I watched a parent who had spent over two-hundreds dollars on tickets utterly drop the ball. Last Christmas, as we left The Nutcracker, a little girl bombarded her mother with questions. Frustrated with the vague answers she was receiving, the little girl said, “I don’t get it.” Sadly, the mom replied, “It’s ballet, you’re not supposed to get it.” I groaned silently at the lost opportunity. With a little preparation you can make theater an amazing family affair.
1. Read the book. Many classic plays and musicals are based on classic stories. Take advantage of this opportunity. When we saw The Nutcracker we read at least 15 variations of the story. There are often a wide variety of illustration styles and even story lines when dealing with classics. Don’t underestimate the power of your local library!
2. Watch the movie, then don’t. You want your child to understand the storyline and basic plot. Watching a movie version of the performance allows you to pause and discuss without disrupting anyone. I recommend watching the movie once with your child and then maybe letting them enjoy it a few times on their own.
Here is the key: at least a month before the show, put the movie away. You don’t want your child whispering, “Pssst. That didn’t happen in the movie.” every five minutes during the show.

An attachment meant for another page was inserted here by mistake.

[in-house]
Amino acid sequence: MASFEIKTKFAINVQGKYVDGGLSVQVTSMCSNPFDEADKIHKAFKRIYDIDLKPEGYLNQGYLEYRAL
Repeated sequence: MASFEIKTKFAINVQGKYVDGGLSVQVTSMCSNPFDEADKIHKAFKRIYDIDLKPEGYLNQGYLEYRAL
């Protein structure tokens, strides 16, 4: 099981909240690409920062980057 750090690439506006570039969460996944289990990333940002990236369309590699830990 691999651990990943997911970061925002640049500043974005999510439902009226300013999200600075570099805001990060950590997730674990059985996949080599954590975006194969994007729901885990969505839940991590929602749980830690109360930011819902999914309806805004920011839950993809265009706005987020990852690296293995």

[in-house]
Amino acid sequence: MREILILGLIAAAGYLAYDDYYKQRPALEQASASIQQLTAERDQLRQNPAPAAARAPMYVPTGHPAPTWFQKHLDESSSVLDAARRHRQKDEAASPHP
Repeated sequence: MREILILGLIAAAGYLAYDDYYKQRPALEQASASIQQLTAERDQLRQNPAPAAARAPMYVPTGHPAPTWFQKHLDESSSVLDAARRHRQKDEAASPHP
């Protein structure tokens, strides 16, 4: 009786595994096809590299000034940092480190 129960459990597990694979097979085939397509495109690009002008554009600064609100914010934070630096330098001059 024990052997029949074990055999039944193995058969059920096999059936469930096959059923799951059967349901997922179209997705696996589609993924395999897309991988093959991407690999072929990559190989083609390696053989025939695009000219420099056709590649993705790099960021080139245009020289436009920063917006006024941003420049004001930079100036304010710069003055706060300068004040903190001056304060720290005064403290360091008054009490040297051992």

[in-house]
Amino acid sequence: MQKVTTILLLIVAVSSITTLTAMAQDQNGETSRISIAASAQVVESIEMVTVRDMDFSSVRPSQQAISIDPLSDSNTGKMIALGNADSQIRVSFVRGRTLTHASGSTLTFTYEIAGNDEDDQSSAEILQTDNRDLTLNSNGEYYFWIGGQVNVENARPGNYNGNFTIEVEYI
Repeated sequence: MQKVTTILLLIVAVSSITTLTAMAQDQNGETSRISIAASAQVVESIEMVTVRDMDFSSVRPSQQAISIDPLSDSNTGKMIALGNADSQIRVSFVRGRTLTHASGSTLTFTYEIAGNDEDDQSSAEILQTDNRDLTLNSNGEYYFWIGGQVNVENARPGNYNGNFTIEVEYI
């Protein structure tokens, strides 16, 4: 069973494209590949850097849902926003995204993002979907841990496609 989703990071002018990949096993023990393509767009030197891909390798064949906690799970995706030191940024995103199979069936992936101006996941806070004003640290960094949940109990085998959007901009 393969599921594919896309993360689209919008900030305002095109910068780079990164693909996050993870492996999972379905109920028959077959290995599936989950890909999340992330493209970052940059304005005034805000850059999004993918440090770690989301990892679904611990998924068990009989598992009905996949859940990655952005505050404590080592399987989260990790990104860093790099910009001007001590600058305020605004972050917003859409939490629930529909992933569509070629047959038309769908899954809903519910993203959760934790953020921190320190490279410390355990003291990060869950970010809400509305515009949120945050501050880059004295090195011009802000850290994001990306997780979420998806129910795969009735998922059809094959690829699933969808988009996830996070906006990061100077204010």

3. Get the soundtrack. If you are seeing the musical, be sure to get the soundtrack beforehand. Have you ever gone to a concert where your favorite band played all the unreleased songs they are working on? The music is good, but you don’t recognize it. You cannot sing the lyrics with them. You are not part of the event.
If your child knows all the hits, they will enjoy themselves more. Our ladies went crazy when they heard Shipoopi at The Music Man. Knowing the songs also allows your child to focus on other aspects during the performance. While they sing along with the tunes in their head they have the opportunity to be awed by the dancing, costumes and live voices!
A wise friend of mine, upon retiring after thirty years of service to the Montessori community, told me:
A child is like the moon
reflecting the light in their universe.
This analogy has always stuck with me. Our children echo our parenting style, our religious beliefs, our creativity, our curiosity and our enthusiasm. If you want your child to love theater, get excited. Answer their questions happily.
5. Make it an adventure. If you spend the money to buy theater tickets, book the time to make it an all day adventure. Get dressed up. Make plans to enjoy dinner and lively discussion after a matinee. If you are seeing an evening show, do something quick and crazy, like eating ice cream at 9:45pm with your six year old. Make it a family affair or a special one-on-one date.The opportunities are endless.
Bonus Tip: Try to get tickets for the first row of the Mezzanine. It gives your child a wide view of the performance. It allows them to enjoy the show without it being overwhelming or too loud. You also won’t have to worry about any really tall folks sitting in front of your family!
Have you taken your little one to any shows recently?
I’d love to hear what your family saw and hear your opinion! This week I ordered one of our girls’ Christmas presents. We’ve got tickets to see the musical Mary Poppins after the holidays. I cannot wait. They are going to *love* it.
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